CPR uses legal strategies, advocacy, and policy to promote the integration and full community participation of people with disabilities and all others who are devalued in today’s society.

News

  • January 30, 2020
    Today, CMS issued a guidance allowing states to use waivers to block grant their Medicaid expansion population (a large portion of which are people with disabilities), reframing block grants as “Healthy Adult Opportunity.” CPR and other disability advocates have fought against prior attempts by Congress to block grant Medicaid and are very concerned by this latest effort by the Administration. 
  • January 27, 2020
    Today, the US Supreme Court issued a decision overturning the nationwide injunction against the Department of Homeland Security’s (DHS) public charge rule, meaning DHS can now implement the rule while the Courts of Appeals review whether it is illegal. The rule will exclude immigrants with disabilities from this country and discourage those already in the US from using critical public benefits, including the Medicaid-funded home and community based services many disabled people rely on to fully participate in their communities.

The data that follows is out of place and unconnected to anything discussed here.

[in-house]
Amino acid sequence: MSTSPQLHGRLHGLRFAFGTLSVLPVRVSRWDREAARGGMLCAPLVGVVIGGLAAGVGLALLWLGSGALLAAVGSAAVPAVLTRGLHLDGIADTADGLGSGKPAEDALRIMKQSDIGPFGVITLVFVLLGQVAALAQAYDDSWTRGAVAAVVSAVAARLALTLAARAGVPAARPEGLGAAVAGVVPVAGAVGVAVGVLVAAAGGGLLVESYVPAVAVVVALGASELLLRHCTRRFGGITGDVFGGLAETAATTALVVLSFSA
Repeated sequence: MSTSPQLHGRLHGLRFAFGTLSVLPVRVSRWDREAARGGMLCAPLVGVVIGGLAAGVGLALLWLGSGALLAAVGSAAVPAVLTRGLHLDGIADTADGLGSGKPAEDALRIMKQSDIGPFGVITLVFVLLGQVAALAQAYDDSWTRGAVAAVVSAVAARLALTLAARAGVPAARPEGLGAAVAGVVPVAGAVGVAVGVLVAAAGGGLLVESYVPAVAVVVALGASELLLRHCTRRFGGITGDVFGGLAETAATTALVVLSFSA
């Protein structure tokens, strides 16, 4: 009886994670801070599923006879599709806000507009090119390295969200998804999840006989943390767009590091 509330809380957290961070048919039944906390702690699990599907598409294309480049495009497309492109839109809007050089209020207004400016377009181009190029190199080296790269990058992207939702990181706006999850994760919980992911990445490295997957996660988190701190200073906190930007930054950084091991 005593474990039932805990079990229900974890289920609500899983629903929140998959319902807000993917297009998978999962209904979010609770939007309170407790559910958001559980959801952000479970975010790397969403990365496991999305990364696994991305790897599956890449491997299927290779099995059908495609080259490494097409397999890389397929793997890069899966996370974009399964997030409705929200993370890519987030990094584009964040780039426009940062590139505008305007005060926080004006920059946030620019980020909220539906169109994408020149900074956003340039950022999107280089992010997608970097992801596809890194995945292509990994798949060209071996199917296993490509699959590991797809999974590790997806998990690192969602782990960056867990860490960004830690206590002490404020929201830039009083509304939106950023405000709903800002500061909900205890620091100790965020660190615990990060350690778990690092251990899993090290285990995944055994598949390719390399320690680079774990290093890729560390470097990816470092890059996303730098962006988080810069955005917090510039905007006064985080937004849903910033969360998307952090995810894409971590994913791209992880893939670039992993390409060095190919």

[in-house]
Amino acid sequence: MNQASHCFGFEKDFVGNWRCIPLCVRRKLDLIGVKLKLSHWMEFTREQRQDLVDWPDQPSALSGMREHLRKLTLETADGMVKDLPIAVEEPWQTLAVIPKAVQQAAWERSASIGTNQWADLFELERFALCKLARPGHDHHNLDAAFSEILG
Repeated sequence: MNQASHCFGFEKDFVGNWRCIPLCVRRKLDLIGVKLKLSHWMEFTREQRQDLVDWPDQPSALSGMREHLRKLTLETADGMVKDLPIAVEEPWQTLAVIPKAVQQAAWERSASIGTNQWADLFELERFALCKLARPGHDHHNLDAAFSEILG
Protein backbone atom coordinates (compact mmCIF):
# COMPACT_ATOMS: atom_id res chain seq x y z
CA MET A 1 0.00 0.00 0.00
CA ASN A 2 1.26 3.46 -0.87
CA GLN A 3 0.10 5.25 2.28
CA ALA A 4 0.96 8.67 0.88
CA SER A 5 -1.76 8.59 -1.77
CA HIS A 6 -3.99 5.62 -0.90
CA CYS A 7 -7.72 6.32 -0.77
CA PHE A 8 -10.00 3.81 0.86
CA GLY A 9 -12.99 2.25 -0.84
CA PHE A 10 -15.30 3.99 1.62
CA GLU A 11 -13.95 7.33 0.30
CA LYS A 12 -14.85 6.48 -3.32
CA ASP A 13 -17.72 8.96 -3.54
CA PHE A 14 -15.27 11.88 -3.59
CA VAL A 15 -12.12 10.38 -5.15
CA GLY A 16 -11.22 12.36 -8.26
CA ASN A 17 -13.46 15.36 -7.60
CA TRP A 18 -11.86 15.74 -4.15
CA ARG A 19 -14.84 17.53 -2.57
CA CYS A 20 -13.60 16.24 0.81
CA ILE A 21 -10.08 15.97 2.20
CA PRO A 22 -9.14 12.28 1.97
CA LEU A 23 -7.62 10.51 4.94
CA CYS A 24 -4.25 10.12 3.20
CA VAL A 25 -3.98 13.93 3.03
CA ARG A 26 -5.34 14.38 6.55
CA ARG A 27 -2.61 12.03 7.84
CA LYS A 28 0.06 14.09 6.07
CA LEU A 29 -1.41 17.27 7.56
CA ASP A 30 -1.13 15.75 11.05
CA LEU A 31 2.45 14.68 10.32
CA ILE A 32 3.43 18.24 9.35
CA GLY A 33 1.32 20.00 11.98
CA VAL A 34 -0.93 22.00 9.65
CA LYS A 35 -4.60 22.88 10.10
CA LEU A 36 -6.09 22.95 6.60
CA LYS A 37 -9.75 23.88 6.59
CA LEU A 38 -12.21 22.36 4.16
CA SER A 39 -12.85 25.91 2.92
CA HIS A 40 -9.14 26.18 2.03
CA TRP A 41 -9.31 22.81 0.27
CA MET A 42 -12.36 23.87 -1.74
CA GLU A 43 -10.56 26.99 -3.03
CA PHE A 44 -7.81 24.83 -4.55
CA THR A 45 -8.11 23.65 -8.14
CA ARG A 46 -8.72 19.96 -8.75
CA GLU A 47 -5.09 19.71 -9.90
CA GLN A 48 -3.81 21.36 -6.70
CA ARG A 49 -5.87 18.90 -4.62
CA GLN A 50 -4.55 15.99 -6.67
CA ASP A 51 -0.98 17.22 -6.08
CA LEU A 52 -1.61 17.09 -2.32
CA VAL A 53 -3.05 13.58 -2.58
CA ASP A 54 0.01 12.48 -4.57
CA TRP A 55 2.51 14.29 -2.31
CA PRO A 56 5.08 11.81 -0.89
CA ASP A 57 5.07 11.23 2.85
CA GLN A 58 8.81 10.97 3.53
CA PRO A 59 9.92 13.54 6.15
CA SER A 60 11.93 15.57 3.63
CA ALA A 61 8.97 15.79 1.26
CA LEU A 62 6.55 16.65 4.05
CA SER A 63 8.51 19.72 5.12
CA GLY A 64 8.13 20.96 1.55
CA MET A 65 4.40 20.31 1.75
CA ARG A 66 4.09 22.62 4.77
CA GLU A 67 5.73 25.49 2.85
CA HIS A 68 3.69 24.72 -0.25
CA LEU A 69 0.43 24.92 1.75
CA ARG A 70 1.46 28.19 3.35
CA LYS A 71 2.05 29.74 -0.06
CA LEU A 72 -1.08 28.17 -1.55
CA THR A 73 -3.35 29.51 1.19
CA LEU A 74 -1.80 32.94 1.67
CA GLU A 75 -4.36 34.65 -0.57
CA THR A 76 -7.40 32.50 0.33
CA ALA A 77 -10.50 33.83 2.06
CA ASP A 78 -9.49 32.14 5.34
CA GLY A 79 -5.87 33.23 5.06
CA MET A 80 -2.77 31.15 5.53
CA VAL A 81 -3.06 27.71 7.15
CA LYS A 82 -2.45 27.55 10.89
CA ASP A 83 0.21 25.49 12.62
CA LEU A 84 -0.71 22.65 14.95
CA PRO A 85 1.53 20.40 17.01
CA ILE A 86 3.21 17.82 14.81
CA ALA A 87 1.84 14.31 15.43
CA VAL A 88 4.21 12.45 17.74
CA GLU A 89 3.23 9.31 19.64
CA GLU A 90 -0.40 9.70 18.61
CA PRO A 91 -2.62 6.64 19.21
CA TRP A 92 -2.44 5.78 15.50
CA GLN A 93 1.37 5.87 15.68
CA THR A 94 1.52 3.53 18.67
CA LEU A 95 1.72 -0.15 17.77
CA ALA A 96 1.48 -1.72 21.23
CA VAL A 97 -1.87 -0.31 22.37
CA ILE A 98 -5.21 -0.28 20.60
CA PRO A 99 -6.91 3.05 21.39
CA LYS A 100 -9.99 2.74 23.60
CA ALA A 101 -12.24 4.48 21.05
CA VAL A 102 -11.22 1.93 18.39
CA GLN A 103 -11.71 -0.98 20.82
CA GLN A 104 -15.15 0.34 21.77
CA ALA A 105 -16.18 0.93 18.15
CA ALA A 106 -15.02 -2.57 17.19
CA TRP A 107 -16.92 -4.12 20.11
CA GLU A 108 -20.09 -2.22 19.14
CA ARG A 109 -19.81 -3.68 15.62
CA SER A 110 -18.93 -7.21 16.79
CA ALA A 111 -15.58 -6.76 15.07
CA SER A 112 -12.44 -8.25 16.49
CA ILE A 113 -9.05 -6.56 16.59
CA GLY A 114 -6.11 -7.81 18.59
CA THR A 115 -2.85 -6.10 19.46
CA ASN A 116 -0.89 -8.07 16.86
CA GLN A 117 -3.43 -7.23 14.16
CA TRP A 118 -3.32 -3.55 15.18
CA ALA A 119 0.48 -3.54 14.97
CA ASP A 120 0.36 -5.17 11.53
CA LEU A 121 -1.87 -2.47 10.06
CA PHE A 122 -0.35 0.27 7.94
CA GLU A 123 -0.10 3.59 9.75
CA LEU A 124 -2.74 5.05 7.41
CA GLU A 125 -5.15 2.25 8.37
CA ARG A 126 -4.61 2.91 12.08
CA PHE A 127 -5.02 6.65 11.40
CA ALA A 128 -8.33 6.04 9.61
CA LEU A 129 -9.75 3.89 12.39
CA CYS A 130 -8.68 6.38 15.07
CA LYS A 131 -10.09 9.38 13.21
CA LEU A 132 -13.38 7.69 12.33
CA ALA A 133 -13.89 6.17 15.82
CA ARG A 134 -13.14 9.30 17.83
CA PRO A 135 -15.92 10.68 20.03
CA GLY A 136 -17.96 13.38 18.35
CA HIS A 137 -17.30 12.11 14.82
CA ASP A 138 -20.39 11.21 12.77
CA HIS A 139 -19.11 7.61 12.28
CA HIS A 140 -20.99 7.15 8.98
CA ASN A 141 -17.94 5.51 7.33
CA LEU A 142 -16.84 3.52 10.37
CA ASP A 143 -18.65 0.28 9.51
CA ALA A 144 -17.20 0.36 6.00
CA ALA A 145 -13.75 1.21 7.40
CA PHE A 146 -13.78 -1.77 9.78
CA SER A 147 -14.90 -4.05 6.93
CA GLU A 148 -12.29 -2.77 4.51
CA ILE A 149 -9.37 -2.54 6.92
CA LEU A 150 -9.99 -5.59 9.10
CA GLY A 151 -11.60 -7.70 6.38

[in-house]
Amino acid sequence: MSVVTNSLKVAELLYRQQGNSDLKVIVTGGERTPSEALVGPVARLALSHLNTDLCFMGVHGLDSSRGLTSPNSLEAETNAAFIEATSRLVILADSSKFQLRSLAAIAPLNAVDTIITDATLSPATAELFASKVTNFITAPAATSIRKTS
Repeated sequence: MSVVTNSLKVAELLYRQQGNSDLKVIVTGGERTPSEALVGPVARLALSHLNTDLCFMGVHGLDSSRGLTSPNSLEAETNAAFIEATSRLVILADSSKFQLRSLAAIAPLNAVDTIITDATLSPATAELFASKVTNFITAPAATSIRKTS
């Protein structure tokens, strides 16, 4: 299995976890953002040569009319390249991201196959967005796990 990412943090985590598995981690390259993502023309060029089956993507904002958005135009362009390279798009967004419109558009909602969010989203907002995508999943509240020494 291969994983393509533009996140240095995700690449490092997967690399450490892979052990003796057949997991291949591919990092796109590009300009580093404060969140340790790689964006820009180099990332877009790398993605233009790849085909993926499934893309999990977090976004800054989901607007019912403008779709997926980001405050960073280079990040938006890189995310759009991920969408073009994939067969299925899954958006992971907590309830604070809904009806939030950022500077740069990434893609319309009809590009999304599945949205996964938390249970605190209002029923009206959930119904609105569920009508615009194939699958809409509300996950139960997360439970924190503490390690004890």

• January 23, 2020
    CPR, the ACLU, and 17 other disability advocacy organizations represented by Latham & Watkins filed an amicus brief in the Ninth Circuit Court of Appeals opposing DHS’ appeal seeking to overturn the preliminary injunction issued by a federal district court in California in October, applying to plaintiff states.
  • January 21, 2020
    CPR and other members of the HCBS Advocacy Coalition, with support from the Community Living Policy Center, released a white paper to assist states and stakeholders in tracking progress and outcomes from implementation of the Medicaid Home and Community Based (HCBS) Settings Rule, available here: https://hcbsadvocacy.org/2020-outcomes-paper.
  • January 10, 2020
    The Social Security Administration has proposed new rules that would create unnecessary administrative barriers to disability benefits, limiting access for people with disabilities. Take action today!
  • December 20, 2019
    The brief urges the Court of Appeals to affirm the district court’s decision finding that Massachusetts continues to violate the Medicaid Act when it fails to promptly provide critical home-based services.
  • December 13, 2019
    Today we filed a brief in the federal court of appeals in our Massachusetts children’s mental health case, on behalf of 30,000 children with serious emotional disturbance (SED). We argued that the court should not end monitoring and oversight of its remedial order designed to address ongoing violations of the Medicaid Act. Since children are still waiting weeks, if not months for intensive home-based services, that enable them to remain in their own homes and communities, the state is not in compliance with either federal law or the remedial order.